Facility managers can have a wide scope of responsibility for safety across their sites. Here are four quick questions for FMs to ask themselves about their site’s height safety.
Facility managers can have an incredibly wide scope of responsibilities for the sites they oversee. They can cover everything from building maintenance to access management to cleaning to looking after tenancies.
As a result of this, a FM can carry substantial responsibility as a PCBU under workplace health and safety legislation for people coming onto their sites as contractors and workers.
Pair this with the inherent complexities of managing height safety risks more generally, and it can be very easy for things to be missed or not fully understood. Which is a common thread in working at heights across industries.
What follows are some simple headline tips that facility managers can follow to assist in making sure all height safety risks are considered and mitigated on their sites.
Do you know your risk areas?
A risk cannot be mitigated or responded to if it is not identified and known in the first place. Identifying the risk areas requires that a facility manager consider what areas of their site are accessed, by whom, for what purpose and how frequently access will occur.
Once these are considered, attention can turn to identifying the risks that workers will face.
There are many ways this can be undertaken. One of the most thorough methods, however, is having a height safety audit undertaken by an expert.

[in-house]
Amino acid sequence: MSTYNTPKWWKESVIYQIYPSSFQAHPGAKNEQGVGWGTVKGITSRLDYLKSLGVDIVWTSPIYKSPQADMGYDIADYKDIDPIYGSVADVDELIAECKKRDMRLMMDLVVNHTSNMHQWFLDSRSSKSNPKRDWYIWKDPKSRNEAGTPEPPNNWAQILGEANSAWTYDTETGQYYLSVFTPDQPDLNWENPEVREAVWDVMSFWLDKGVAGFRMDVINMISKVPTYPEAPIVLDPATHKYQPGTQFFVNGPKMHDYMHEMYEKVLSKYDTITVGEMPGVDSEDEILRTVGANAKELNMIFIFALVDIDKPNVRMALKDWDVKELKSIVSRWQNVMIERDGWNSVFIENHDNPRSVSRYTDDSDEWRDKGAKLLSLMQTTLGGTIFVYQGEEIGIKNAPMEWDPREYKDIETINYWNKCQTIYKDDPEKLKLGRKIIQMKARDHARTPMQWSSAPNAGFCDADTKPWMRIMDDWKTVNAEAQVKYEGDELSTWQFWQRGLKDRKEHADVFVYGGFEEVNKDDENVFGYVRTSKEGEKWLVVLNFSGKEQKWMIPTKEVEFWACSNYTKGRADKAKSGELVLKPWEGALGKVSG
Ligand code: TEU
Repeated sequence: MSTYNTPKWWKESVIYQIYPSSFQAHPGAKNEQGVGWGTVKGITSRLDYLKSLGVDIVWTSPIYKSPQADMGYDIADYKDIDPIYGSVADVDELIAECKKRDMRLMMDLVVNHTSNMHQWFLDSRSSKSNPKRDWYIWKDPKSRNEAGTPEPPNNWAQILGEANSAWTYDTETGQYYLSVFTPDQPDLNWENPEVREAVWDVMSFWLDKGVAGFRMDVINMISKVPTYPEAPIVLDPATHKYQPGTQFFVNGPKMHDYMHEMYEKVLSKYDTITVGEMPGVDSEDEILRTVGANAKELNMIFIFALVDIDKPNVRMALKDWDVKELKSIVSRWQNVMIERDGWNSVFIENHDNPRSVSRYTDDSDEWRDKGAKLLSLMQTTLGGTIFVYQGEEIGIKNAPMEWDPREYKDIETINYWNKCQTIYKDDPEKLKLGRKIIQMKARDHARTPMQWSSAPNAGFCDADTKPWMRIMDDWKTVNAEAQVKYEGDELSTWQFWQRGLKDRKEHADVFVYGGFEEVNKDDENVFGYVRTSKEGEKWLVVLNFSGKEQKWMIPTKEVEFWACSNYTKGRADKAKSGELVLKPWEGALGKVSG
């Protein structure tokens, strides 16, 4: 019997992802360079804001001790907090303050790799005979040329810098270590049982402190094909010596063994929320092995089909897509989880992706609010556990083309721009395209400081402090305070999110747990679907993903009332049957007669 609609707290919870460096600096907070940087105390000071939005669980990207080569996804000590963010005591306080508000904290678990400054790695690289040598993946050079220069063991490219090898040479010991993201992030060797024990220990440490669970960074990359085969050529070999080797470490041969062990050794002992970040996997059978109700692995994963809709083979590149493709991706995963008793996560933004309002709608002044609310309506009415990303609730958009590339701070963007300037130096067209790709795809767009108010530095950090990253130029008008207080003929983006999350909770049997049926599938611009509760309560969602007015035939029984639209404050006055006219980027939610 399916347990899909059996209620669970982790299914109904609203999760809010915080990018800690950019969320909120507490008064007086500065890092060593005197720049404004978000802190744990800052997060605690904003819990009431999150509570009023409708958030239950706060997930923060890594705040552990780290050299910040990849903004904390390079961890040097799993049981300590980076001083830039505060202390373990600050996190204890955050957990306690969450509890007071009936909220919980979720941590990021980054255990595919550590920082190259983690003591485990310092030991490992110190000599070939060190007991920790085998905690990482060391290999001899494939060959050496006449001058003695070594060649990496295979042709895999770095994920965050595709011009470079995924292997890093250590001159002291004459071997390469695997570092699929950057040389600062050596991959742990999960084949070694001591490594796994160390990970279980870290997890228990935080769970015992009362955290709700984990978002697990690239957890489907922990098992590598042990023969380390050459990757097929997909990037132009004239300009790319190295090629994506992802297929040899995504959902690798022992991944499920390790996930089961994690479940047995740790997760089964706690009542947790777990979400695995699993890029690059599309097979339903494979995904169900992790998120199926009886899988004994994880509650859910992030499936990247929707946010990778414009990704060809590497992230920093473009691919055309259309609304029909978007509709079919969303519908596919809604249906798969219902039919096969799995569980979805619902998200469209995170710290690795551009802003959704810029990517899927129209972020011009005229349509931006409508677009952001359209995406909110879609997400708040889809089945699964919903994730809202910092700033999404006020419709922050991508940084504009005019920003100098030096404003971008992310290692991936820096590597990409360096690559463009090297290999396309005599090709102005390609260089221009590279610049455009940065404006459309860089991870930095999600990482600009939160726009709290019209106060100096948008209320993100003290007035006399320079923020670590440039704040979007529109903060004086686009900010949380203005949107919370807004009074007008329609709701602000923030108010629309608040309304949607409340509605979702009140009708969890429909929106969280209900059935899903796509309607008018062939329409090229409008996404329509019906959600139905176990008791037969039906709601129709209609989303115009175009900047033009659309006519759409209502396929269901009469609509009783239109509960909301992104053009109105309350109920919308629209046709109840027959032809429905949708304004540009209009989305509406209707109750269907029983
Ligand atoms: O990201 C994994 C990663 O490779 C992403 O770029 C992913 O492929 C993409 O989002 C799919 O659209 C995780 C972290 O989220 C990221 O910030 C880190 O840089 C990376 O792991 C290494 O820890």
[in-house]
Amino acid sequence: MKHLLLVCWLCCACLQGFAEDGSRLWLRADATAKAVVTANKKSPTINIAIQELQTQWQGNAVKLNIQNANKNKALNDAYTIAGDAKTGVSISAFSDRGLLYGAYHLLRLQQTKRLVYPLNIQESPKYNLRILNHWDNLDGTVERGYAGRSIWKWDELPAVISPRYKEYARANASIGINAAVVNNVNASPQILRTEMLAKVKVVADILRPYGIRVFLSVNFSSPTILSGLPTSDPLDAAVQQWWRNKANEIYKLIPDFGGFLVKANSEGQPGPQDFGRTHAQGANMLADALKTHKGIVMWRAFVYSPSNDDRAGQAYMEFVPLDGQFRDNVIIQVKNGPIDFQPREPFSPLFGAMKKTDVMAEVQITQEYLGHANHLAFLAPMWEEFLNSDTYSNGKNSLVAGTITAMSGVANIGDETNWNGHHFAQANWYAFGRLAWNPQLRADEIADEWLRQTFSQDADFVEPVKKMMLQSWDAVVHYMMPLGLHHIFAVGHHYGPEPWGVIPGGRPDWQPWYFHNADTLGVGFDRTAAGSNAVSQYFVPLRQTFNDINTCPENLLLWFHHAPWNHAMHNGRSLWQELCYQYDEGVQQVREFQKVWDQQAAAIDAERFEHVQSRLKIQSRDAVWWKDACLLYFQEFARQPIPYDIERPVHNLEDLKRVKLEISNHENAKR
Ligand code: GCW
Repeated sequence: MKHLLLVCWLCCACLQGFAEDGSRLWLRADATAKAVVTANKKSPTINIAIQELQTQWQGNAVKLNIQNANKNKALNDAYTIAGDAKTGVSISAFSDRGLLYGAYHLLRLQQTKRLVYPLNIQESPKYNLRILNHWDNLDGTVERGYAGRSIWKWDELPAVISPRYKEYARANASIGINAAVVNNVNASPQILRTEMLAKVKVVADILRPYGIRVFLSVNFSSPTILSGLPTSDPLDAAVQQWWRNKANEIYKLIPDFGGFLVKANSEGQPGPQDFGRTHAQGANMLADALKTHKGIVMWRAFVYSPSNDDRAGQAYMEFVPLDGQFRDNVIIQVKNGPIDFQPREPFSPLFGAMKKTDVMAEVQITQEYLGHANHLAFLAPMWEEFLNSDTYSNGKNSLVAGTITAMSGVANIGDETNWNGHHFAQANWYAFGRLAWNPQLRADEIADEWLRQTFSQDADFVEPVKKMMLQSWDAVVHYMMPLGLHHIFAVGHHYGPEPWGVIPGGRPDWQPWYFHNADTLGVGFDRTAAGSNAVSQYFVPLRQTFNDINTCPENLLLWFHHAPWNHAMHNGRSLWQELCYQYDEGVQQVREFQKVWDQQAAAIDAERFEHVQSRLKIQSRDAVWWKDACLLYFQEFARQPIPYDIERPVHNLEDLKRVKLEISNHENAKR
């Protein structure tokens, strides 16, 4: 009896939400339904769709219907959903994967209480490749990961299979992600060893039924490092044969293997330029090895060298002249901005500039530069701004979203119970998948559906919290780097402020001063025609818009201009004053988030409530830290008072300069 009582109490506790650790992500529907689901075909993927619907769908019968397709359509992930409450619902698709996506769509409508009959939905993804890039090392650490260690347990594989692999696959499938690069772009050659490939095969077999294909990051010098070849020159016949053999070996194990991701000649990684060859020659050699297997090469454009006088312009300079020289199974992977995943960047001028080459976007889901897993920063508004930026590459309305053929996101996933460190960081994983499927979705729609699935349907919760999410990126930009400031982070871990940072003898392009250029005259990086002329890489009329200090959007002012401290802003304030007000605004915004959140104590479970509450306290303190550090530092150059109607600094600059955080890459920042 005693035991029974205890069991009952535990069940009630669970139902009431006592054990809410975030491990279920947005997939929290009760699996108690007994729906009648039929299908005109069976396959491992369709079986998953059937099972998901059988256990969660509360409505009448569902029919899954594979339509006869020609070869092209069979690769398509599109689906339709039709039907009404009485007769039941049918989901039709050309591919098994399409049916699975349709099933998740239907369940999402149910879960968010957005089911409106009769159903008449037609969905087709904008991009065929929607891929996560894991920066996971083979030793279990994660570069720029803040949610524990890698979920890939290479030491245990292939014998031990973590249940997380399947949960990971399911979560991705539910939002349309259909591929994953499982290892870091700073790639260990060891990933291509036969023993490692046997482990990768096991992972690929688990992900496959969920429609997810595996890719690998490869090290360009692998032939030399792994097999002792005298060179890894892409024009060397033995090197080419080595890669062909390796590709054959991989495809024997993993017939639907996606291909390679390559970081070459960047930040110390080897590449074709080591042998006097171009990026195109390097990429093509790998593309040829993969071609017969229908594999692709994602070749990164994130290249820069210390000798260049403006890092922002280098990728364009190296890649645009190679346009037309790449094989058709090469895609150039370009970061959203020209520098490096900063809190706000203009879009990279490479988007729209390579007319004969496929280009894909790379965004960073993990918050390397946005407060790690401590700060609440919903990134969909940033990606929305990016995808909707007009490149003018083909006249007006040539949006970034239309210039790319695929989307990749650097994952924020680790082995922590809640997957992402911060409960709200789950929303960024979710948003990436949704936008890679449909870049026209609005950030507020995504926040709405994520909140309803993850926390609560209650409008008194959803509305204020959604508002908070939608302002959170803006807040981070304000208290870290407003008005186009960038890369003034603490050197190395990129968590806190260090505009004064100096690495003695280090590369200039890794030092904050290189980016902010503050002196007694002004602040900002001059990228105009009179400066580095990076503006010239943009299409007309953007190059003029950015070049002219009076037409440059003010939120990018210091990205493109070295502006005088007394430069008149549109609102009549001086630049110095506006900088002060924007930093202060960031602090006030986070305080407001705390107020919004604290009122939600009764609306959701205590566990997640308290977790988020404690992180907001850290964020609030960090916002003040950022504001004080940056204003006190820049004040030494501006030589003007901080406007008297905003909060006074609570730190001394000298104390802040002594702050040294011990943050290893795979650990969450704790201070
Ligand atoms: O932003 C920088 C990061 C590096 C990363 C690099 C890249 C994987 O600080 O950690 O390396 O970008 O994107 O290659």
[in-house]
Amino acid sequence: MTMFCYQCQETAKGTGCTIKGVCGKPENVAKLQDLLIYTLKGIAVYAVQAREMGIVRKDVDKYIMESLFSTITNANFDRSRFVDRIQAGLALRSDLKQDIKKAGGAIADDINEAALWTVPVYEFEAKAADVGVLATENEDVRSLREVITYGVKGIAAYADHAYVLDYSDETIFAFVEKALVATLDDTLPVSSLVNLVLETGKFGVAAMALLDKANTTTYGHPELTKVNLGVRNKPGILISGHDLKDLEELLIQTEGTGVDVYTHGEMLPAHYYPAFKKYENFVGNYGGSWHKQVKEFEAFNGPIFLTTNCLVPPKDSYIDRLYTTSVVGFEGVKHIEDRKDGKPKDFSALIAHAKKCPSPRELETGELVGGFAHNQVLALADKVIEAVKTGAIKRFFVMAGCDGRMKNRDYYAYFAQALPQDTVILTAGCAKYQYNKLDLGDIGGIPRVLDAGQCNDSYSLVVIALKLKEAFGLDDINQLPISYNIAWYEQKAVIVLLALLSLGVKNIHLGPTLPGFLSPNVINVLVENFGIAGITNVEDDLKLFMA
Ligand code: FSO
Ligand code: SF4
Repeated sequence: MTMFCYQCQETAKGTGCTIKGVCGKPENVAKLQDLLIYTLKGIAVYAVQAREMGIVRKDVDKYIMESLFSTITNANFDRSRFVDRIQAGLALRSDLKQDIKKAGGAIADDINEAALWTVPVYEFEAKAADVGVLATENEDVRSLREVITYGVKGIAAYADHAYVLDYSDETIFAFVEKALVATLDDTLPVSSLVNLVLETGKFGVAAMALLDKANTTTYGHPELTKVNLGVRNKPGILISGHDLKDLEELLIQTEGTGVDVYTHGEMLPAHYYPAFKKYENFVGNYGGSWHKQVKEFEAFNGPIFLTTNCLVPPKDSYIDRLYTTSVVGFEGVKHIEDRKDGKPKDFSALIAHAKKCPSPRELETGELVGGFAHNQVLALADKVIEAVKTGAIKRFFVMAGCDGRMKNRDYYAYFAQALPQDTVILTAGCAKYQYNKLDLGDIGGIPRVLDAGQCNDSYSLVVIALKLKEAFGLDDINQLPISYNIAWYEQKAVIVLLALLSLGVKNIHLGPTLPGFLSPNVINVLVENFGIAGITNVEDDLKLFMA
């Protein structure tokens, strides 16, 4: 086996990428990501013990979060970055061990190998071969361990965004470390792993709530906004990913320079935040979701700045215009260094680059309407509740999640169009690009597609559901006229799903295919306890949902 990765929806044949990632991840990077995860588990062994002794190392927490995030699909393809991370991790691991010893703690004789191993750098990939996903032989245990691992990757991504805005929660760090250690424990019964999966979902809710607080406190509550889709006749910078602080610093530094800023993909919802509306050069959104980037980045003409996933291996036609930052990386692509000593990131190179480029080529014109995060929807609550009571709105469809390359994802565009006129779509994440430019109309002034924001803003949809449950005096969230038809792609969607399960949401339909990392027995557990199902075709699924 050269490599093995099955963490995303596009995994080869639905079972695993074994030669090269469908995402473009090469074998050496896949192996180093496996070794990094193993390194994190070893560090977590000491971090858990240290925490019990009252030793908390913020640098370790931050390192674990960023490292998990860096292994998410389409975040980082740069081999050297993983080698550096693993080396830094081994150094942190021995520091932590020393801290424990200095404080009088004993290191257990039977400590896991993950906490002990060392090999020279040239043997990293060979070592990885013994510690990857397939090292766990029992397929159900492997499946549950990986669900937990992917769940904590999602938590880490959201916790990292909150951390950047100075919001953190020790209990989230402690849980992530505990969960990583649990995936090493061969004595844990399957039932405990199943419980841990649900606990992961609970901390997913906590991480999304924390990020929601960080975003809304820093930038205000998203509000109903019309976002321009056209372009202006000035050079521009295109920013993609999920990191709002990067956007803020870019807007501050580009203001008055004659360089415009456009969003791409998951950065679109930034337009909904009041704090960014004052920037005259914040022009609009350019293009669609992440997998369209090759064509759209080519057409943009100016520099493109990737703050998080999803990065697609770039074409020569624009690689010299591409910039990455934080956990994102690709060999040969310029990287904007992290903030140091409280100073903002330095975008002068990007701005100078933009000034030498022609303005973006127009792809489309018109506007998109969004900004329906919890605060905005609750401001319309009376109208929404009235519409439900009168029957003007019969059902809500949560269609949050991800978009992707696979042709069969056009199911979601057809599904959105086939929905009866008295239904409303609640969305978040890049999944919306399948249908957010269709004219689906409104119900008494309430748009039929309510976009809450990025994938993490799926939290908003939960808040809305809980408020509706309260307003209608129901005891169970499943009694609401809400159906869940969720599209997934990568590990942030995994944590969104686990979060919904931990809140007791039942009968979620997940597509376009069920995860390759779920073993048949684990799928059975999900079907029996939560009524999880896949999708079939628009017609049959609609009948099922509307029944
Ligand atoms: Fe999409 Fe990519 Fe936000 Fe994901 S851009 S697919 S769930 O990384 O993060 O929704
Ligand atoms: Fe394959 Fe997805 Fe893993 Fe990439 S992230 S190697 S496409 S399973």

The height safety audit will explore the entire site, analysing areas where safety systems have been installed already, as well as those without.
When completed, the audit will explain to the FM what risks exist, how severe those risks are and what mitigation needs to be put in place to protect workers.
Are your systems being maintained correctly?
Like just about all other pieces of equipment that are used at a workplace, safety systems require ongoing maintenance. This is required as part of a system’s compliance procedures but is also important to make sure that they are kept in good working order and have not suffered from accidental damage or degradation.
For height safety systems, this maintenance often takes the form of a compliance inspection (which are sometimes referred to as recertification). These inspections check over an installed safety system and look to see that the various components have been installed correctly and are not damaged.
What is your site induction process?
When a worker or contractor enters a site under the control of a facility manager, more often than not they are required to sign in and undergo some sort of induction process.
This process makes the workers aware of the risks that have been identified on the site, and what processes are in place to mitigate them.
The facility manager should also have any system manuals and procedures available for the workers to view when on site and be willing to assist them in understanding how they are put into practice on site.
Do you know what to look for?
Although a facility manager might not be required to actually access a high-risk area, they should still be equipped with the training and equipment to do so. This allows them to ensure that site procedures are being followed and that work is being conducted in a safe manner.
For areas where workers are accessing places at height, FMs should be trained in how to work safely at heights. By understanding what the correct work practices are, FMs are better able to assess how work on their sites is being completed.
Want to discuss your height safety needs with an expert?
The team at HSE have the experience to assist FMs, site managers, and anyone responsible for a workplace’s safety in solving their safety needs.
Whether it be through system design, risk identification, auditing, training or the supply of PPE, Height Safety Engineers are your partners in protecting people. Call us on 1300 884 978 or email email@example.com to start your safety journey with HSE.